The Keys have something for every diver who likes to explore wrecks and their artificial reef habitats. From the deep and intact Coast Guard Cutters’ Duane and Bibb, to the shallow scattered Benwood, the scuba diving in the Florida keys have an enormous variety of wreck dives for all skill levels.
Down since 1942, the Benwood lies scattered about in 25 to 45 ft of water near Elbow Reef at Key Largo. This W.W.II freighter was dodging German U-boats off the Florida coast when she collided with another ship. The Benwood was run aground and later salvaged before being blown apart to eliminate a boating hazard.
The bow is the most intact piece, home to large schools of Pork fish and grunts. Resident lobsters, moray eels, and glassy sweepers are found lurking in crevices and crannies throughout the wreckage. Sergeant Majors and Goat fish school nearby and there are dozens of Christmas Tree Worms attached to the fire coral on her hull. This wreck is shallow enough for all skill levels and is a great night dive.
The 137 foot USA Coast Guards Cutter was intentionally sunk in 1987 along with her sister ship, the Bibb. The Duane sits upright in 120 ft of water a mile south of Molasses Reef. Both of these wrecks are considered advanced dives due to the depth and usual strong current in the Gulf Stream. The crow’s nest extends up to about 50 feet, surrounded by schooling barracuda and encrusted with sponges and fire coral.
The bridge is at 70 feet, now home to massive schools of grunts. Wide doorways and portholes provide diver access and wonderful photo opportunities. The ship railings are vibrant with encrusting sponges. Large schools of chubbs,barracuda, jacks, and smaller tropical make the Duane a serene and beautiful artificial reef.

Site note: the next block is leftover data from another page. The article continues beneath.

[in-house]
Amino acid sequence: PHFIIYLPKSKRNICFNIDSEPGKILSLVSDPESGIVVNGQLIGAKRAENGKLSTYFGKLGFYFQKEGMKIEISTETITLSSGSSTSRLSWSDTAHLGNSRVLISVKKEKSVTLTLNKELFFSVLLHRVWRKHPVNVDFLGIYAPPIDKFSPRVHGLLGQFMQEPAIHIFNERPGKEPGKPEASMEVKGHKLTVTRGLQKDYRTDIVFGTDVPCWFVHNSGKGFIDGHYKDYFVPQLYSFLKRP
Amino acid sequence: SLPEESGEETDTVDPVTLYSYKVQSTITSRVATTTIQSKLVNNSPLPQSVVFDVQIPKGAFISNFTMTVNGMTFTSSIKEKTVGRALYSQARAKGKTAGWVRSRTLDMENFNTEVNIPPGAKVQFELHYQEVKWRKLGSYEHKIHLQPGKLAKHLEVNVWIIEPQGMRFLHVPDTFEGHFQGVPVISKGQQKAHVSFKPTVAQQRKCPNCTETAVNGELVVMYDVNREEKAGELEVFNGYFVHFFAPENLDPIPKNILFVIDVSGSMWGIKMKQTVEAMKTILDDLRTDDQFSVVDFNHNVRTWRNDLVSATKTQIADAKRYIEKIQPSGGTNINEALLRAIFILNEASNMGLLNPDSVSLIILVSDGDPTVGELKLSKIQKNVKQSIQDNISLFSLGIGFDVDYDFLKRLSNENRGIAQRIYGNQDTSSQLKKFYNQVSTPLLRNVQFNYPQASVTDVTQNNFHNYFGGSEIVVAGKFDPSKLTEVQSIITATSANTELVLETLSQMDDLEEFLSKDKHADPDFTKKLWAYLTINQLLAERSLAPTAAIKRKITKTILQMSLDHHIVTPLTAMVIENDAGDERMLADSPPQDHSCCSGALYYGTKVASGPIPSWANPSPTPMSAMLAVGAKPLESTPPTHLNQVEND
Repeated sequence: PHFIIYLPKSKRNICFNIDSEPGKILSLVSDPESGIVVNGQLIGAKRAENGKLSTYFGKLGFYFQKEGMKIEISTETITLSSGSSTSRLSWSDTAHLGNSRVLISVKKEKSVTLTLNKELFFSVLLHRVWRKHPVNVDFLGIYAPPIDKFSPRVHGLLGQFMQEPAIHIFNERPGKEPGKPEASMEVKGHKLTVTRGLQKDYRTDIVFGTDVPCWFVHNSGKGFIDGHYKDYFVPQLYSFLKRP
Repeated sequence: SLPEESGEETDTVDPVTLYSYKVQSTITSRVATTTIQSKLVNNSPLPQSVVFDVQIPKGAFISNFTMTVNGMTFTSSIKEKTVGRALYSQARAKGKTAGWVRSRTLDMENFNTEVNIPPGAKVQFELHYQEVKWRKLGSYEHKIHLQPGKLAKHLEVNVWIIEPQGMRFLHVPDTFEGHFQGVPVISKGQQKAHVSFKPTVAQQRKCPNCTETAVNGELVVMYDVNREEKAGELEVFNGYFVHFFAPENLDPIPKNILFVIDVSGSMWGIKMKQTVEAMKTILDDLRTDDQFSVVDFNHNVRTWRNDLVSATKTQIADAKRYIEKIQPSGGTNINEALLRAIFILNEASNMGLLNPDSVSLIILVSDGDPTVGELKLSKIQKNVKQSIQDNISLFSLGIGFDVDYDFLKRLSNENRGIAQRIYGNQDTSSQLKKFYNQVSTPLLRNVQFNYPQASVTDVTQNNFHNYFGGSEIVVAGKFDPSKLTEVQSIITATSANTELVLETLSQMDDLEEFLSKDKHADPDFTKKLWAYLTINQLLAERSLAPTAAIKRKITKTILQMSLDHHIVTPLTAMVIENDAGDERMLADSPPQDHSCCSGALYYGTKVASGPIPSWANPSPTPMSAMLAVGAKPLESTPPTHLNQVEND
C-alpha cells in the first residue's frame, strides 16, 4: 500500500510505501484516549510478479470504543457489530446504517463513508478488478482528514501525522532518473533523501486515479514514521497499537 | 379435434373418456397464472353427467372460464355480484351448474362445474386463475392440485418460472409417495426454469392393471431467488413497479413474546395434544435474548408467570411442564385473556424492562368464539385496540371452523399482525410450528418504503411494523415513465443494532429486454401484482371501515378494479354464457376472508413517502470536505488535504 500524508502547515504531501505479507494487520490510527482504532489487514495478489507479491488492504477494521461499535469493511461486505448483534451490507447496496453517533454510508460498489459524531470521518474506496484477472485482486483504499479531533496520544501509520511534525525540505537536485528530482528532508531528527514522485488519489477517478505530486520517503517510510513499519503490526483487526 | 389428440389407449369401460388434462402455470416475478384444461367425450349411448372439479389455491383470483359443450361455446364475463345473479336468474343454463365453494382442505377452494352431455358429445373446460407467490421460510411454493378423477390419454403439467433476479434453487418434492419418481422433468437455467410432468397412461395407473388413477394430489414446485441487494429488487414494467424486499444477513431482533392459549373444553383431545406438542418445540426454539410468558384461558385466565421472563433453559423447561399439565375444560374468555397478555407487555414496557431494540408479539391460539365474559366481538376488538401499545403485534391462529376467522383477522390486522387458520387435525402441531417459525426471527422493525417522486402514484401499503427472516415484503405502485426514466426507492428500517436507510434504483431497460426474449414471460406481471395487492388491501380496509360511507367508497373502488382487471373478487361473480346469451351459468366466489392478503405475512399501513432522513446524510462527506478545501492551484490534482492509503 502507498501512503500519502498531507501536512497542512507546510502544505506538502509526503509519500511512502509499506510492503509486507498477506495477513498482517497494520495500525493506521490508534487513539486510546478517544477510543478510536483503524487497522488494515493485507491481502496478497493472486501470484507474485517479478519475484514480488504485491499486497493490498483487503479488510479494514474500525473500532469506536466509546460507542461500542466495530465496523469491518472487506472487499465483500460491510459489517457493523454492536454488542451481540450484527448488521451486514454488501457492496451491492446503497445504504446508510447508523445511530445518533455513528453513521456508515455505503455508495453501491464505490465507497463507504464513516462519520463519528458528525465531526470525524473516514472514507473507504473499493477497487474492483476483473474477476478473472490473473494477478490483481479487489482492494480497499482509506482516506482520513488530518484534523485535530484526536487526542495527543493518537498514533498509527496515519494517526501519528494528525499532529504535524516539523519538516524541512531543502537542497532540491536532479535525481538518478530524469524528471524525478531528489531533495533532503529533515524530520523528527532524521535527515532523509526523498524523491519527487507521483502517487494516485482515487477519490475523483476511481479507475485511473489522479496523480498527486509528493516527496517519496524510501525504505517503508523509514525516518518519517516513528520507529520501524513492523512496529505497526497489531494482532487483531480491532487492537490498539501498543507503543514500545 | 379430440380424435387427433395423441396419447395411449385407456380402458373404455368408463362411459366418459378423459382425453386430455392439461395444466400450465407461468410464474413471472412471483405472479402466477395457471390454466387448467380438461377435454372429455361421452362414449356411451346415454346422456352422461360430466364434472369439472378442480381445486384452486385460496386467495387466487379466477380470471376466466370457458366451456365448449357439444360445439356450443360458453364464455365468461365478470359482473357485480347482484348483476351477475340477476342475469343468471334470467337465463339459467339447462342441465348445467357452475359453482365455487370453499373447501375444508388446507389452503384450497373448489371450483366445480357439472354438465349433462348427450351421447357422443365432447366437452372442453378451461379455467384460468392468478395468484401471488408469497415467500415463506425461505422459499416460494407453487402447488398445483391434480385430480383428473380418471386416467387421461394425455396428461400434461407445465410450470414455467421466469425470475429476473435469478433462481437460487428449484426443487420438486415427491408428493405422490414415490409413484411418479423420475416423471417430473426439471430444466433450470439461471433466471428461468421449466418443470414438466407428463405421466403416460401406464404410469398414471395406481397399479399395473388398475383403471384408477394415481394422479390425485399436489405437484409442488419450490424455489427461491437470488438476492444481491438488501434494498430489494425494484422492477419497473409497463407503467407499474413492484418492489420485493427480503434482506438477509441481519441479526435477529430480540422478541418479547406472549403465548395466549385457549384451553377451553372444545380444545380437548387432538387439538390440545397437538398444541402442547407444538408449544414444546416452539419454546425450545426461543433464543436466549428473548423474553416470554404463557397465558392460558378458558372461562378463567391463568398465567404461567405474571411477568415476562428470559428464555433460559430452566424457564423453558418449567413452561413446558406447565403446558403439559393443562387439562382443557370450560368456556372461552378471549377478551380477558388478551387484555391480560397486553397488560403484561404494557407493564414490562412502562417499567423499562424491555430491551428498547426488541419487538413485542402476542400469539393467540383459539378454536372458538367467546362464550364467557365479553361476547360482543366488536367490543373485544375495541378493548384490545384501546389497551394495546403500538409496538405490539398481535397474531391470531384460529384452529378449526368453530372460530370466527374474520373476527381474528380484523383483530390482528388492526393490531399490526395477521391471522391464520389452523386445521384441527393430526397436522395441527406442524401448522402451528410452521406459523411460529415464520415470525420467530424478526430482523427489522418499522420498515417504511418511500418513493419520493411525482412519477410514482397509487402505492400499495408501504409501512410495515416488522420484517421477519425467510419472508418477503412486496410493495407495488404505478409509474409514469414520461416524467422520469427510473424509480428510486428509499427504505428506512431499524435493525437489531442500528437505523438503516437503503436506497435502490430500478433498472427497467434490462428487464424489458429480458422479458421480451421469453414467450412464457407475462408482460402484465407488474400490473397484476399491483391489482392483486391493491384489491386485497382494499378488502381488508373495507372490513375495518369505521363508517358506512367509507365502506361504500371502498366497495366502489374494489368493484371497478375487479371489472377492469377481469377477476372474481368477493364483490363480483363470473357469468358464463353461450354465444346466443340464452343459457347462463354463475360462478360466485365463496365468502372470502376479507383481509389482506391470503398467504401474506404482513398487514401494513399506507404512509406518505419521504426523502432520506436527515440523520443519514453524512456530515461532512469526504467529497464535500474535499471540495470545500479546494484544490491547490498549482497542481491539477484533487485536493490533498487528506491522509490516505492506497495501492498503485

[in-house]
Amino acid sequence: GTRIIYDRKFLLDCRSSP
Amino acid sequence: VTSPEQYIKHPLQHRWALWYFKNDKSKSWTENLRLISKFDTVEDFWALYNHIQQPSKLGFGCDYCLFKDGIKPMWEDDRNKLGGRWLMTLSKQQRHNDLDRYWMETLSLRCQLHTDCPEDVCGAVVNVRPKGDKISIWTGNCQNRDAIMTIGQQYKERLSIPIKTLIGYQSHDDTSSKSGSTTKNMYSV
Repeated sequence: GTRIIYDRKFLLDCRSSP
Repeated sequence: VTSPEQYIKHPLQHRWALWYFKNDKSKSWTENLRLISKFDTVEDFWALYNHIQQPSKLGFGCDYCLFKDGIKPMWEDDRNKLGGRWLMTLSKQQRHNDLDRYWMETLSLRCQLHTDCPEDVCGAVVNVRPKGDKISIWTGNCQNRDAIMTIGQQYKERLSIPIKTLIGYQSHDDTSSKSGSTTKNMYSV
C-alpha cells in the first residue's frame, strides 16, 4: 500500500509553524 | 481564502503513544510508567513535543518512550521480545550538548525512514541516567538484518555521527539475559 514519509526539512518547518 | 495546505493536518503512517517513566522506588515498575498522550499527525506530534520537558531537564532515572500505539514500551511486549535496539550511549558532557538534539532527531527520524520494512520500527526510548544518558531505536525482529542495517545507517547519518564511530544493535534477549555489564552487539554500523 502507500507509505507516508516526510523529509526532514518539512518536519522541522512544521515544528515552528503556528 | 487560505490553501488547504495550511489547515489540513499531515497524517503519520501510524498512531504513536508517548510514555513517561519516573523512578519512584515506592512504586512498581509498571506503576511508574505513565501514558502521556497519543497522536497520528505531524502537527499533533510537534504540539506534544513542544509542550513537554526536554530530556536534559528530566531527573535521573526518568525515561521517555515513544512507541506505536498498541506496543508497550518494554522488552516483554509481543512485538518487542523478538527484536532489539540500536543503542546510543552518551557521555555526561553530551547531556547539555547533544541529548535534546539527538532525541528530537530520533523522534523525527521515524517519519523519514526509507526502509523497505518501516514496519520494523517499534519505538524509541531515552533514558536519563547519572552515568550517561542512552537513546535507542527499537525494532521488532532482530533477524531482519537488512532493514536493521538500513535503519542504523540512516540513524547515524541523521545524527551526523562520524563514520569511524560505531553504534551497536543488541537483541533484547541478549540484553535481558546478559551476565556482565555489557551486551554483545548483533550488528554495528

Situated about a half mile from the Duane, the Coast Guard Cutter Bibb lies on her starboard side in 130 ft of water. The deck railing is at 90 feet and the water conditions are usually the same as the Duane.
Owing to the clear Gulf Stream, the visibility at both wrecks is usually very good, however, the current runs at a pretty good clip, so this is recommended for experienced divers only. The ship’s open areas collect a phenomenal fish population. Many dives on these two wrecks are needed to see everything; because of the depth, bottom time is limited.
CAYMAN SALVAGE MASTER
Built in 1936 as a buoy tender, this 187-foot vessel has a colorful history as a freighter and Cuban refugee vessel. After spending several years tied up to a government dock after she was confiscated, the vessel sank in place and was then re-floated.
In 1985 she was being towed out to sea for burial when vessel sank in nearly 90 feet of water resting on her side. Later that year, Hurricane Katrina lifted the vessel upright. The hull is intact with the deck at 70 feet. The hatches are open and their dark interior is home to huge Jew fish & moray eels.
This freighter got her final name from the Eagle Tire Company who assisted in sinking her as an artificial reef in 1985. She sits on her starboard side in 110 ft of water off Islamorada. At 95 feet, the prop and rudder are completely coated with corals and sponges.
The interior of the Eagle is accessible, but divers are not encouraged to penetrate the hull unless experienced as wreck divers, and with a guide. Two masts are focal points for big schools of snappers, wrasse, and jacks. Orange and red encrusting sponges provide a dramatic contrast to the deep blue ocean.
Intentionally sunk as an artificial reef in 1986, this 188-foot ship was used to study lightening. Florida Power and Light blew ionized particles into the atmosphere during storms to trigger lightening strikes for research study. The big cable spool dominates the bow deck attesting to her days as an Army cable layer. The Thunderbolt lies upright at 120 feet with the bridge at 80 feet. The engine compartment is open, allowing entry into the deepest part of the ship.
A large barracuda is usually found in the wheelhouse and huge angelfish and Jew fish are sited frequently. The twin screws are encrusted with red and yellow sponges and hydro-ids. Strong currents are often present at this dive site, and gloves are recommended because of the fire coral coating much of the mooring buoy and down-line to the ship.